But on Father's Day, the Castle Rock restaurant is back in business and the state's good graces. The restaurant reopened this week with the blessing of the Tri-County Health Department, its license restored.
Readers are still chewing over the six-week saga. Says Andrew:
This whole thing was nothing more than a PR stunt by C&C and the Reopen lunatics. They intentionally opened on Mother's Day knowing that no other restaurant would compete with them, and gambled against a public health order. Throw the book at them.
The Reopen people are a bunch of sheep being used by their corporate overlords. Lambs to the slaughter.
Good for them! This is a free country. If you don't feel safe, you don't have to go in. Simple. There's plenty of people not living in fear who want to enjoy normal life again. Stay healthy, folks!
This was completely irresponsible on the owners' part. I work in a busy hospital and take care of patients who are suffering with this virus. They deserved the penalties they received. I’m absolutely positive if a family member of theirs was going through what other people are going through, they wouldn’t have been so negligent.
I'm fine letting any restaurant open and serve as long as they are carry insurance and are willing to accept liability for any customer or employee who gets sick from eating or working there. Let the lawsuits begin.
Honestly, they could have waited like everyone else. If they didn't have people ordering their food to go, then their food was probably no good to begin with. My family owns a restaurant and they did great during shut down because they had a loyal customer base...something these people obviously didn't have. The only reason they will get a crowd is that they made the news???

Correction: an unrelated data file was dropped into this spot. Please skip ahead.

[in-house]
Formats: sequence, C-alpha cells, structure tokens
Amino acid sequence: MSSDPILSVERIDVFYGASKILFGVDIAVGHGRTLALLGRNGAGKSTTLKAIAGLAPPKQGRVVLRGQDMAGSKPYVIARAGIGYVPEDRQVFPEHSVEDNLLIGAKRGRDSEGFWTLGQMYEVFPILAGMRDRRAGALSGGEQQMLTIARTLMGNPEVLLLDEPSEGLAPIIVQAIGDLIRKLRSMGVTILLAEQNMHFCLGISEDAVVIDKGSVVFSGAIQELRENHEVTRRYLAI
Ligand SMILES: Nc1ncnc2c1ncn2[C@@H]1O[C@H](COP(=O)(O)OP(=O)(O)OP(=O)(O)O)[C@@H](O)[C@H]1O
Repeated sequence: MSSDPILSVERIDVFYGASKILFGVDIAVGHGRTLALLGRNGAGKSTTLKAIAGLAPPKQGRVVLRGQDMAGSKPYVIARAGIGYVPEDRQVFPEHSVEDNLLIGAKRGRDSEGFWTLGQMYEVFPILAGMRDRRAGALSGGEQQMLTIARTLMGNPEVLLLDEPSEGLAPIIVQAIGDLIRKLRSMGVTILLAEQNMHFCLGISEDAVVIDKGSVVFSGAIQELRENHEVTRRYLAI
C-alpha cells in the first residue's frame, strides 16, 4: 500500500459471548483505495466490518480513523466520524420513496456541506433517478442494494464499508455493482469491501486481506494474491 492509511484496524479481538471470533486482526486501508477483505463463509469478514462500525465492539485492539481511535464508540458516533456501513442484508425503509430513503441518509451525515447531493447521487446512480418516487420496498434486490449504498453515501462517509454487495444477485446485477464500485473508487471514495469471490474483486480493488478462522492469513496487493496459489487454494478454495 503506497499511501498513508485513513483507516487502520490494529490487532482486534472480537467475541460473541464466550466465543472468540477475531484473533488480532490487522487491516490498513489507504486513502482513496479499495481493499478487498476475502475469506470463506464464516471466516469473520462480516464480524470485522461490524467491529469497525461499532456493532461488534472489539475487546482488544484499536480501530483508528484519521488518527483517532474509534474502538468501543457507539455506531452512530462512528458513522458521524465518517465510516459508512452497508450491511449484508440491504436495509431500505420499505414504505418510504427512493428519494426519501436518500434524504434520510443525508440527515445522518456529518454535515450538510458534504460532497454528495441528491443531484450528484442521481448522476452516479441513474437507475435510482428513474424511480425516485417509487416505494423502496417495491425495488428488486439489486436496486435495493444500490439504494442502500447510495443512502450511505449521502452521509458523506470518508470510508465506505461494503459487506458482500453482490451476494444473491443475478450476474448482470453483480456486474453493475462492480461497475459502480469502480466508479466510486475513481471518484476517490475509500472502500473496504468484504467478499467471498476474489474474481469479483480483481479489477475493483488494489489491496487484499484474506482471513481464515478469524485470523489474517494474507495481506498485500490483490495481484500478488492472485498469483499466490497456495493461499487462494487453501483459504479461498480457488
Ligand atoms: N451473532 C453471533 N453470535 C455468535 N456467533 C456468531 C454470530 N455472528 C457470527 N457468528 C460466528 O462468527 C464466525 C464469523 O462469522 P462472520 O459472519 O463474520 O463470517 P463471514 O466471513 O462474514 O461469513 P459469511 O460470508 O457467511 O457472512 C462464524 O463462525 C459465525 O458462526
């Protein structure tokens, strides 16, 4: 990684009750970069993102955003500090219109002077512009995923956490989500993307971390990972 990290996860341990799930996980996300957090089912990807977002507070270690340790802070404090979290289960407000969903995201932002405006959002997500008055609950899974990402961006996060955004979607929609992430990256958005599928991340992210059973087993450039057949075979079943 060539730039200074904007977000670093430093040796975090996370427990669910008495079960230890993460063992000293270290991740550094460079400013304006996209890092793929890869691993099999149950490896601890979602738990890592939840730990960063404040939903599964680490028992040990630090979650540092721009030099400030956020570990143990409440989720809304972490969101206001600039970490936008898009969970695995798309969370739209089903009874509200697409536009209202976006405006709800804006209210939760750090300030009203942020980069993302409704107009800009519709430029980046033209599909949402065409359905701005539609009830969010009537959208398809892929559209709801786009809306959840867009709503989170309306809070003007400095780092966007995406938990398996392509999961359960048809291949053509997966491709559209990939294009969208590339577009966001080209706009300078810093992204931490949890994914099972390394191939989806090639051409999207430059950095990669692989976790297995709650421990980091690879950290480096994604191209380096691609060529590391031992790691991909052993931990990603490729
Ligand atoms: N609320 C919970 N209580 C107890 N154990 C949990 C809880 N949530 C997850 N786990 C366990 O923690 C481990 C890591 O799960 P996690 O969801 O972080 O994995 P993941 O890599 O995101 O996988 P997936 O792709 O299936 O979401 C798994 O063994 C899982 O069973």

And Eric concludes:
Everyone behave! We don’t want to screw this up.
We Believe Local Journalism is Critical to the Life of a City
Engaging with our readers is essential to Westword's mission. Make a financial contribution or sign up for a newsletter, and help us keep telling Denver's stories with no paywalls.
Support Our Journalism
Here's how attorney Randy Corporon explains C&C's Mother's Day event:
"They had come to the conclusion that they were going to lose their business," Corporon explains. "It was secured by financing that could put their home and everything else at risk if they didn't open — so they did. They put something on social media to let folks know that enough was enough, but they had no idea hundreds of people were going to show up. They had set the place up on the inside with tables separated and things like that, and they had the outdoor patio open, but they were mobbed. They had no idea they were going to be launched into the media forefront." The size of the throng was so overwhelming, he adds, that at a certain point, the Arellanos "just threw their hands up and said, 'Let's do our thing.'"
Their next thing: a complaint in federal court, arguing that the state overstepped when it shut down the restaurant.
What do you think of the C&C saga? How restaurants are doing in general? Post a comment or email your thoughts to email@example.com.